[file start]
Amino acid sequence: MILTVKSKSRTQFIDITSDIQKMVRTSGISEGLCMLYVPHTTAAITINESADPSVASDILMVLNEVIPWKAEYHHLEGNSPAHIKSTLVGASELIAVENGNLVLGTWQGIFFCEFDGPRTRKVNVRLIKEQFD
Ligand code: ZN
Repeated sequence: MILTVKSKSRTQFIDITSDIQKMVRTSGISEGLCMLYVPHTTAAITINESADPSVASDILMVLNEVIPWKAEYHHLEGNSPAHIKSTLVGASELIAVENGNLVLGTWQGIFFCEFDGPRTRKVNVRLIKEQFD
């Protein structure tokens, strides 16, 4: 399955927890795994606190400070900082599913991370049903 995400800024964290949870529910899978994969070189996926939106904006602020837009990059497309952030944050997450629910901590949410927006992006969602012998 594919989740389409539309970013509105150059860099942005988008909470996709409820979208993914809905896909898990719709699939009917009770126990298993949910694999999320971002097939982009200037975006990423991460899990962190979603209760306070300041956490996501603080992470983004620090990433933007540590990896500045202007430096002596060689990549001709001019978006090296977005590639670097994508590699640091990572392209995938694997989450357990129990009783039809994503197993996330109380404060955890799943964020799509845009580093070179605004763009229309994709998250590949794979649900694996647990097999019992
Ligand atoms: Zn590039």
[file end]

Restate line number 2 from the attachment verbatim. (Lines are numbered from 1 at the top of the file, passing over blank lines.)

Ligand code: ZN